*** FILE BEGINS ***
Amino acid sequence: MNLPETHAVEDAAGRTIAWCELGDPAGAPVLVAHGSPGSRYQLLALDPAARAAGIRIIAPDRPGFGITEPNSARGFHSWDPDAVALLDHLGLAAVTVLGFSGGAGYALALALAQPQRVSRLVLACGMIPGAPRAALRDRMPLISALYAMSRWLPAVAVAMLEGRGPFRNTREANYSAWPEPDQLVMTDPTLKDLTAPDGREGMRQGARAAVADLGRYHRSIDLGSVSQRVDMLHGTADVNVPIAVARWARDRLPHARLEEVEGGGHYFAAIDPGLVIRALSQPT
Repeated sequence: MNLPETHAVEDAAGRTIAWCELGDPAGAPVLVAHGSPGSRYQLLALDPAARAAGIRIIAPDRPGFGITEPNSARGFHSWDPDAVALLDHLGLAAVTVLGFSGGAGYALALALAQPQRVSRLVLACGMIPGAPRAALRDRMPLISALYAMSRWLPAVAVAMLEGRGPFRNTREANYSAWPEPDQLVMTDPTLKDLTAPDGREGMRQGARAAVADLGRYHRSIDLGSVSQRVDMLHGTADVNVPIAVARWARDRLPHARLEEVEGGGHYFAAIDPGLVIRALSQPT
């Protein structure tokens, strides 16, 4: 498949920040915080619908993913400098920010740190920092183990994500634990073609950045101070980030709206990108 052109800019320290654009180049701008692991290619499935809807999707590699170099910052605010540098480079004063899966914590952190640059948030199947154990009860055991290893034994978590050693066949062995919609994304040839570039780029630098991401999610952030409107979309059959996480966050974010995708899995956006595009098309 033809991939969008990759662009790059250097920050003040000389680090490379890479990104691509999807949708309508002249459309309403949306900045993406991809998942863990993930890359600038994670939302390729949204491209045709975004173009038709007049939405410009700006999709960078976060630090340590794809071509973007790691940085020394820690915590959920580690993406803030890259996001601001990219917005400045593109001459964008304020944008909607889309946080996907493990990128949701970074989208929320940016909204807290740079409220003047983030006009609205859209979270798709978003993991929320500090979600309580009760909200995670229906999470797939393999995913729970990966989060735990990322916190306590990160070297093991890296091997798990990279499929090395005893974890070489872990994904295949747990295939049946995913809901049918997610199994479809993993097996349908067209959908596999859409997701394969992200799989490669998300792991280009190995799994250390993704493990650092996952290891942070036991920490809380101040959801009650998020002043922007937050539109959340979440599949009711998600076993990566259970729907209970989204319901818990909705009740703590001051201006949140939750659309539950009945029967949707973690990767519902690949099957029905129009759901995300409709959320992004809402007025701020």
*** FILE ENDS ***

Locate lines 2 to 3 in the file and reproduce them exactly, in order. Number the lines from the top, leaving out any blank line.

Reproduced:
Repeated sequence: MNLPETHAVEDAAGRTIAWCELGDPAGAPVLVAHGSPGSRYQLLALDPAARAAGIRIIAPDRPGFGITEPNSARGFHSWDPDAVALLDHLGLAAVTVLGFSGGAGYALALALAQPQRVSRLVLACGMIPGAPRAALRDRMPLISALYAMSRWLPAVAVAMLEGRGPFRNTREANYSAWPEPDQLVMTDPTLKDLTAPDGREGMRQGARAAVADLGRYHRSIDLGSVSQRVDMLHGTADVNVPIAVARWARDRLPHARLEEVEGGGHYFAAIDPGLVIRALSQPT
């Protein structure tokens, strides 16, 4: 498949920040915080619908993913400098920010740190920092183990994500634990073609950045101070980030709206990108 052109800019320290654009180049701008692991290619499935809807999707590699170099910052605010540098480079004063899966914590952190640059948030199947154990009860055991290893034994978590050693066949062995919609994304040839570039780029630098991401999610952030409107979309059959996480966050974010995708899995956006595009098309 033809991939969008990759662009790059250097920050003040000389680090490379890479990104691509999807949708309508002249459309309403949306900045993406991809998942863990993930890359600038994670939302390729949204491209045709975004173009038709007049939405410009700006999709960078976060630090340590794809071509973007790691940085020394820690915590959920580690993406803030890259996001601001990219917005400045593109001459964008304020944008909607889309946080996907493990990128949701970074989208929320940016909204807290740079409220003047983030006009609205859209979270798709978003993991929320500090979600309580009760909200995670229906999470797939393999995913729970990966989060735990990322916190306590990160070297093991890296091997798990990279499929090395005893974890070489872990994904295949747990295939049946995913809901049918997610199994479809993993097996349908067209959908596999859409997701394969992200799989490669998300792991280009190995799994250390993704493990650092996952290891942070036991920490809380101040959801009650998020002043922007937050539109959340979440599949009711998600076993990566259970729907209970989204319901818990909705009740703590001051201006949140939750659309539950009945029967949707973690990767519902690949099957029905129009759901995300409709959320992004809402007025701020």